We have been trying to plug this hole up for weeks. The floor is cement. Below shows the height off of the floor. I put a rock in the hole every night, it's in the hole in the picture below to the left of the box. Then I know if Mr. Rat has been in because he knocks the rock out! He also throws his debris out the hole-mostly hickory nut shells! I think next summer my DH will have to skim coat the whole wall....but for now, how on earth do I block up that hole!!!

  2. Percheron chick

    Percheron chick Crowing

    Apr 12, 2013
    Boulder, Colorado
    Stuff it with steel wool.

    My parents had a real problem with pack rats. They had a few of those expensive ($60 each) battery operated rat traps. Worked like a charm with no poison. I think they found them on Amazon.

    [​IMG] this one.
    Last edited: Jan 14, 2015
  3. ChookRanger

    ChookRanger Chirping

    Jun 25, 2014
    A good 2 part epoxy will stick, but wouldn't be rat proof. At this point any mortar would be too weak for a determined rat. Good old 1/4 hardware cloth anchored with masonry bolts is the only thing I would add (along with the steel wool). Good luck with the rats, they are persistent and insidious. It is a big job to eliminate them entirely, but if you do not, they will return.
  4. Tenneesse

    Tenneesse In the Brooder

    Nov 24, 2010
    Woodbury, Middle Tn
    wad up some wire mesh into a ball and with a rubber mallet hammer it in tight into the hole force as much into and through the hole as you can get in maybe even some mortar mix added to it will plug the hole but a big tight wad of wire mesh will make it impossible for the rats to travel through even make the mesh like a rolled plug and hammer it in.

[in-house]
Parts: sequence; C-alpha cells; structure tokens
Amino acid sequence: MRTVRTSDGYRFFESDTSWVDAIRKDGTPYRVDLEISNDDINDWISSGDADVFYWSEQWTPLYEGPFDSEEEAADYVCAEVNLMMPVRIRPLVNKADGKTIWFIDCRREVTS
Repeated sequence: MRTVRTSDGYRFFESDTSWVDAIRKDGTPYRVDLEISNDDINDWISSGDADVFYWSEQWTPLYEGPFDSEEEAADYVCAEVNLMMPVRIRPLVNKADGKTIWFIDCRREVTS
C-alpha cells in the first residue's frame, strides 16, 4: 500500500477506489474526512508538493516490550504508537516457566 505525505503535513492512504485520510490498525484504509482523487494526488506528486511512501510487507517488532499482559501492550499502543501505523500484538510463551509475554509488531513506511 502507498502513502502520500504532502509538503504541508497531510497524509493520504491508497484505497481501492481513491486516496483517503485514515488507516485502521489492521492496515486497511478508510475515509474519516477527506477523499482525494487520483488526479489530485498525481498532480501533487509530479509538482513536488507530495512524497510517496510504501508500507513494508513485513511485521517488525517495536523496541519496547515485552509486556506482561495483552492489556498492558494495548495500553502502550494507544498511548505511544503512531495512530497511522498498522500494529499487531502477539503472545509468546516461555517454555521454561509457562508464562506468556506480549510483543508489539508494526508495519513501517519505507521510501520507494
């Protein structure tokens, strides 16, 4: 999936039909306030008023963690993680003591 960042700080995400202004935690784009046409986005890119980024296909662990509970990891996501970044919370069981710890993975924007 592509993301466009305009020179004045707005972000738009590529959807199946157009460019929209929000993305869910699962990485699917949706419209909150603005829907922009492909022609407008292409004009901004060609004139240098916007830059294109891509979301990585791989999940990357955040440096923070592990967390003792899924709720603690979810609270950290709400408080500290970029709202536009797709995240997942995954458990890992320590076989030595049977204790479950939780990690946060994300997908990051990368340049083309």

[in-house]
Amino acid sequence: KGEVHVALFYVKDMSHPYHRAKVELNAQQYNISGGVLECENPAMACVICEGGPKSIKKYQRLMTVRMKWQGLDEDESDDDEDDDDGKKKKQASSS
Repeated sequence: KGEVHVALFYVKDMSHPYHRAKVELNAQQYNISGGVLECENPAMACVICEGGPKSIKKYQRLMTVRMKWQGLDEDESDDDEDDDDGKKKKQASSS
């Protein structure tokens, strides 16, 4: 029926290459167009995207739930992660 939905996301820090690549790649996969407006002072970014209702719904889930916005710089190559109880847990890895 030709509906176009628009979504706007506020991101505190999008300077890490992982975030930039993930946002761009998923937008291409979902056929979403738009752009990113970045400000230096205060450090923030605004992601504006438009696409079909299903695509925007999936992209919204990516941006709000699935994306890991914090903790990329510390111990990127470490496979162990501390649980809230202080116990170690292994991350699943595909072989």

5. TheSitcomGirls

    TheSitcomGirls Songster

    Nov 17, 2010
    Wire mesh in a ball! I hadn't thought of that! Hardware cloth I think would be too hard, but maybe some other type of fencing!
  6. RonP

    RonP Crowing

    Seems to me that if you plug up holes, a determined rat will just make another, or find an alternate route.

    In other words, an exercise in frustration.

    Get rid of the problem humanly.

    Do a search on rats, lots of info on this site.
  7. LorieB

    LorieB Hatching

    Jul 7, 2011

    I wonder if plugging your hole with steel wool would help. I know it works for mice because they do not like to chew on it.

    I am also experiencing a possible rat or who knows what in my coop run. What ever it is tunnels up through the earth and leaves a hole about 4" diameter with mounds of dirt around it.
    I am in Minnesota and all activity stopped when temps dropped below zero. This weekend we hit 30's so we'll see if any of my traps will be successful.

    Good luck,

  8. amyandkids

    amyandkids Songster

    Apr 18, 2013